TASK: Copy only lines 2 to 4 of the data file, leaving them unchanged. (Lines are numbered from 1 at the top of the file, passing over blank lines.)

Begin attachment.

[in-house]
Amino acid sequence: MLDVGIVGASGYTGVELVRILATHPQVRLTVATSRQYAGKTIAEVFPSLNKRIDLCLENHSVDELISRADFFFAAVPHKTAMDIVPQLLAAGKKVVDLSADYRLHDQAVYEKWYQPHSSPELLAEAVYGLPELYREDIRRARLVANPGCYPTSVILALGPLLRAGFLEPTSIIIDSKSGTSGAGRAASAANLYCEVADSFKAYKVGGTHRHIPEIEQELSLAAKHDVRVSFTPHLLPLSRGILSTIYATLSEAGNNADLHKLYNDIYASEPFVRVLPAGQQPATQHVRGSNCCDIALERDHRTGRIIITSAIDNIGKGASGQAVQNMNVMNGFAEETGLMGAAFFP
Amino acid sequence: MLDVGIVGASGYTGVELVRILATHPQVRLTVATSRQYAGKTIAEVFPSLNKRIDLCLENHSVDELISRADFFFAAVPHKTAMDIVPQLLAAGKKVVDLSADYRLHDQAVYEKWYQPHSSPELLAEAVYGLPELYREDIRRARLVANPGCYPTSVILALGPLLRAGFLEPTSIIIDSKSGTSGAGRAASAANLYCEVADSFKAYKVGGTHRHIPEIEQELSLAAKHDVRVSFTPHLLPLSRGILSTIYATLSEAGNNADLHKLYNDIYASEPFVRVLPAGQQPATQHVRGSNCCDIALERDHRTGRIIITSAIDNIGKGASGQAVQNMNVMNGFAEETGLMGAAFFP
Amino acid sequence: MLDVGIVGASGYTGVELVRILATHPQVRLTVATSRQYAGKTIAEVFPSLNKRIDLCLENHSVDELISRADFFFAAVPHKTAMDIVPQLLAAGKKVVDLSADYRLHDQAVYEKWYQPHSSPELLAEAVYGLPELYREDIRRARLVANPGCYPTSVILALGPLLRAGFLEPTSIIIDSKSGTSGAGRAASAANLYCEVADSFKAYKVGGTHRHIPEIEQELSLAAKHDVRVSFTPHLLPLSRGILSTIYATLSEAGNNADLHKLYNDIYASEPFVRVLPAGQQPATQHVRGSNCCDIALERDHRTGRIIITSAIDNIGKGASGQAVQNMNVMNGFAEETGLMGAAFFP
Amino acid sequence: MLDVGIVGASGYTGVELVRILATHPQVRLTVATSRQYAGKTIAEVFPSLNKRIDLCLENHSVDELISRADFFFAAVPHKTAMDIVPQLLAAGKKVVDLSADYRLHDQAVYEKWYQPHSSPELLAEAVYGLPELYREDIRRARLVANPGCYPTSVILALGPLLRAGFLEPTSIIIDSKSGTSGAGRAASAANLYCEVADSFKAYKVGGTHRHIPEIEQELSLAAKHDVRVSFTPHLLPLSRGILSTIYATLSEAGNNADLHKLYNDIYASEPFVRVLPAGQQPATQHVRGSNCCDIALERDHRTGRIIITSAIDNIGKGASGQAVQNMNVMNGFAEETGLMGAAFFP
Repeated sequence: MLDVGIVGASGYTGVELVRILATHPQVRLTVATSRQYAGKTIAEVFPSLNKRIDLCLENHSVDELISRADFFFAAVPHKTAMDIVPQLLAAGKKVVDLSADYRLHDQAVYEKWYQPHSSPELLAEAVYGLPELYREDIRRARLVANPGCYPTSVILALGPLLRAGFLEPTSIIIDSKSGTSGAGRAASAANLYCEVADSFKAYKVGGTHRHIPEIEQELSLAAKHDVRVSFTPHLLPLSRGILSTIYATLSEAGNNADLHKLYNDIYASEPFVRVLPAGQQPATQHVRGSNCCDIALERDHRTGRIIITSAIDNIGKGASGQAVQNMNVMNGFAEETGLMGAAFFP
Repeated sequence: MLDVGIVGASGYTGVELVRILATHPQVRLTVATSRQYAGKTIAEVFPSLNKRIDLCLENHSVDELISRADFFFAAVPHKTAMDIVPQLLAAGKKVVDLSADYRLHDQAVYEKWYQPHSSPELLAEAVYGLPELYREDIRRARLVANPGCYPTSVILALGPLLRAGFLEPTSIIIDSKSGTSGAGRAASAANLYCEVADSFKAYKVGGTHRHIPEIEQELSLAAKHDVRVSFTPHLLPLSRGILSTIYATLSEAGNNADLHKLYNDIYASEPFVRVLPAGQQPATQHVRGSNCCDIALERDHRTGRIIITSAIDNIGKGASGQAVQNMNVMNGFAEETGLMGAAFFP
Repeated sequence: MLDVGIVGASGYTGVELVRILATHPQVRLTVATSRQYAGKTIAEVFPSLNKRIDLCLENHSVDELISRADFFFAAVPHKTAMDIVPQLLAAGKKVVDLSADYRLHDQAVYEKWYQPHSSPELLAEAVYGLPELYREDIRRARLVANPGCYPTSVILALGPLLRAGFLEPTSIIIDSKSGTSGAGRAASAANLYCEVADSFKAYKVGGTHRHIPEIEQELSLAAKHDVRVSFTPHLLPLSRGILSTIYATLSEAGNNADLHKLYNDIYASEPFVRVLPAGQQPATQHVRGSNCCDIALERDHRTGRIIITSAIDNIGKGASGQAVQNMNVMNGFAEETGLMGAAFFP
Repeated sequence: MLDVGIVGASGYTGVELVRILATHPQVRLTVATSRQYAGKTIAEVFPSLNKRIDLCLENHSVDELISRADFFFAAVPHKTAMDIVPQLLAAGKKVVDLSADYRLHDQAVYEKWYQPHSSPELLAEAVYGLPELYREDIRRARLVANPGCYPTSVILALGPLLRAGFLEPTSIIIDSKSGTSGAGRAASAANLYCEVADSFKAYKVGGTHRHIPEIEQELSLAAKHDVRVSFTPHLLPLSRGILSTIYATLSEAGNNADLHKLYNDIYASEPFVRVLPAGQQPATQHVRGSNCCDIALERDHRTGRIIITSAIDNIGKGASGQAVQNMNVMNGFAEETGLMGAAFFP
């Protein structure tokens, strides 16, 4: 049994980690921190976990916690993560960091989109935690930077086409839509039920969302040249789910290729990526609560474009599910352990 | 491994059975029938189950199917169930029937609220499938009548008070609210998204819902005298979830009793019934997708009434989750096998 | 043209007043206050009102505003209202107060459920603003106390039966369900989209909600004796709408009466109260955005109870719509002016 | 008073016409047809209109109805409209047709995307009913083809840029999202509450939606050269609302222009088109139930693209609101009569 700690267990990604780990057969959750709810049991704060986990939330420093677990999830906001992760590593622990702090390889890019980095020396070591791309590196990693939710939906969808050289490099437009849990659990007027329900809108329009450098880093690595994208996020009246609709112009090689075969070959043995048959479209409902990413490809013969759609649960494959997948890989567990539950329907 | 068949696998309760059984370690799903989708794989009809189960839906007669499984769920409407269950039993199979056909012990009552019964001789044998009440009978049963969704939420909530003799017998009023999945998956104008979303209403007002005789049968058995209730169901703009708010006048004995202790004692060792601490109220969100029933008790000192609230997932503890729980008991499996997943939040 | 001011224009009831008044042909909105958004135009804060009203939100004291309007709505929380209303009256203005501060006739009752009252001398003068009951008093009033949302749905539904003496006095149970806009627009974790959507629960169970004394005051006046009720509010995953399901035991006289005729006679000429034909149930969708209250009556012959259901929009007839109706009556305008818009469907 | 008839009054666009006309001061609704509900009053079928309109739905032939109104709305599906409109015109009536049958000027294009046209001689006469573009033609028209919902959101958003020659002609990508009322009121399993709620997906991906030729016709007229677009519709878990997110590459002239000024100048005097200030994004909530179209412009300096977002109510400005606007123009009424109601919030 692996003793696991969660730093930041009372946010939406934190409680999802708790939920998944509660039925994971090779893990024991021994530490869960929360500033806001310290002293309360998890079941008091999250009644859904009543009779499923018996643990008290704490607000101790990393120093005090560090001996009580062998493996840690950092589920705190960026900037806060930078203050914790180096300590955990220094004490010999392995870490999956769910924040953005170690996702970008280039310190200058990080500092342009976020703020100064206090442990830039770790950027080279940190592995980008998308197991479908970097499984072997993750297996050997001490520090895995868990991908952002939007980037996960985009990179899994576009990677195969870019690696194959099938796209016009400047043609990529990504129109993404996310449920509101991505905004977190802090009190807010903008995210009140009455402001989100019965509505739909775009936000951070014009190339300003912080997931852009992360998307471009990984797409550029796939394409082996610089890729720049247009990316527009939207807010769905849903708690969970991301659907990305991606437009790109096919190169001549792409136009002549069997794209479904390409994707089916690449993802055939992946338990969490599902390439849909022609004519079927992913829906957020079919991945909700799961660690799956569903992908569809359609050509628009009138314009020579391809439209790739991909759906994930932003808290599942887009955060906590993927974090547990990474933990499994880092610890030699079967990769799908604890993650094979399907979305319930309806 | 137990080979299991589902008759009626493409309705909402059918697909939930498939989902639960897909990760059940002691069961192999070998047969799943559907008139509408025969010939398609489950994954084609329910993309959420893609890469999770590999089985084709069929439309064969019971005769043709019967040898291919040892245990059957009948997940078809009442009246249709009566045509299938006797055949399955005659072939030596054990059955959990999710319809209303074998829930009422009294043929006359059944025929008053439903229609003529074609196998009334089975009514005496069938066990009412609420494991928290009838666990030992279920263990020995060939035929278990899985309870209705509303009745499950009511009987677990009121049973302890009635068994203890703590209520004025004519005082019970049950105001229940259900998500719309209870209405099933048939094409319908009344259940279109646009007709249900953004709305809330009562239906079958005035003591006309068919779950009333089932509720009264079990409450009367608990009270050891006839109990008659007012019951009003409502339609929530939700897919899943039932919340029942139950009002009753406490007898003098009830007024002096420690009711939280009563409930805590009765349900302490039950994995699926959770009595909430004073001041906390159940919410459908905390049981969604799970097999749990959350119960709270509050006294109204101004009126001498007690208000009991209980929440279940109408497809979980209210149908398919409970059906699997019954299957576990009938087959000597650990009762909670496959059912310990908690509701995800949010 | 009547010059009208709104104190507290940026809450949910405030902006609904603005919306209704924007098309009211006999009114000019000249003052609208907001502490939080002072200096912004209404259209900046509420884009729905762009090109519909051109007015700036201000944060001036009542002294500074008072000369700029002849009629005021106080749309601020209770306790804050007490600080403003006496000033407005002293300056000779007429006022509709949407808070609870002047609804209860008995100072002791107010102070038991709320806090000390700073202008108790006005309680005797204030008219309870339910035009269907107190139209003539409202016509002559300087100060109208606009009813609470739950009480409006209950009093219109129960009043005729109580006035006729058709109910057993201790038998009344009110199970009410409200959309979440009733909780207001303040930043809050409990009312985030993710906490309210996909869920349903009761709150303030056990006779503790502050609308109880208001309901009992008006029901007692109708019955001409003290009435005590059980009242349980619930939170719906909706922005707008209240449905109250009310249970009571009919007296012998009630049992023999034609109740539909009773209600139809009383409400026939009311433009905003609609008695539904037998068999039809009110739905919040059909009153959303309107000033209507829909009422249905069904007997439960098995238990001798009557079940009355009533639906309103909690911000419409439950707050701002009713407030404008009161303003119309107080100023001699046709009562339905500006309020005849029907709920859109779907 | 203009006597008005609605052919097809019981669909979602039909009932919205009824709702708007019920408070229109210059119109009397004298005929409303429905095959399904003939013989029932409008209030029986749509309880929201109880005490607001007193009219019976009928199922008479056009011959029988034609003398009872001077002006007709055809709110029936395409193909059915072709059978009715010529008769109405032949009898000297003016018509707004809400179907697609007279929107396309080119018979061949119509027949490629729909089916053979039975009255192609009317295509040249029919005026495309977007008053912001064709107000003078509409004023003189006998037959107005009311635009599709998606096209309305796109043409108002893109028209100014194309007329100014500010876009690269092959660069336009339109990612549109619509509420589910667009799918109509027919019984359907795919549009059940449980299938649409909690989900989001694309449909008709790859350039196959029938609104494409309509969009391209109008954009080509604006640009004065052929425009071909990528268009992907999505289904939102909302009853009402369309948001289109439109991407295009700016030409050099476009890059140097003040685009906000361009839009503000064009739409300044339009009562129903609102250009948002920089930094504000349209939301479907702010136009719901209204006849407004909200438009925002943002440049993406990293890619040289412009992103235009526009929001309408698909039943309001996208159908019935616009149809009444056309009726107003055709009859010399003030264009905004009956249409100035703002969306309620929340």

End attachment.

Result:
Amino acid sequence: MLDVGIVGASGYTGVELVRILATHPQVRLTVATSRQYAGKTIAEVFPSLNKRIDLCLENHSVDELISRADFFFAAVPHKTAMDIVPQLLAAGKKVVDLSADYRLHDQAVYEKWYQPHSSPELLAEAVYGLPELYREDIRRARLVANPGCYPTSVILALGPLLRAGFLEPTSIIIDSKSGTSGAGRAASAANLYCEVADSFKAYKVGGTHRHIPEIEQELSLAAKHDVRVSFTPHLLPLSRGILSTIYATLSEAGNNADLHKLYNDIYASEPFVRVLPAGQQPATQHVRGSNCCDIALERDHRTGRIIITSAIDNIGKGASGQAVQNMNVMNGFAEETGLMGAAFFP
Amino acid sequence: MLDVGIVGASGYTGVELVRILATHPQVRLTVATSRQYAGKTIAEVFPSLNKRIDLCLENHSVDELISRADFFFAAVPHKTAMDIVPQLLAAGKKVVDLSADYRLHDQAVYEKWYQPHSSPELLAEAVYGLPELYREDIRRARLVANPGCYPTSVILALGPLLRAGFLEPTSIIIDSKSGTSGAGRAASAANLYCEVADSFKAYKVGGTHRHIPEIEQELSLAAKHDVRVSFTPHLLPLSRGILSTIYATLSEAGNNADLHKLYNDIYASEPFVRVLPAGQQPATQHVRGSNCCDIALERDHRTGRIIITSAIDNIGKGASGQAVQNMNVMNGFAEETGLMGAAFFP
Amino acid sequence: MLDVGIVGASGYTGVELVRILATHPQVRLTVATSRQYAGKTIAEVFPSLNKRIDLCLENHSVDELISRADFFFAAVPHKTAMDIVPQLLAAGKKVVDLSADYRLHDQAVYEKWYQPHSSPELLAEAVYGLPELYREDIRRARLVANPGCYPTSVILALGPLLRAGFLEPTSIIIDSKSGTSGAGRAASAANLYCEVADSFKAYKVGGTHRHIPEIEQELSLAAKHDVRVSFTPHLLPLSRGILSTIYATLSEAGNNADLHKLYNDIYASEPFVRVLPAGQQPATQHVRGSNCCDIALERDHRTGRIIITSAIDNIGKGASGQAVQNMNVMNGFAEETGLMGAAFFP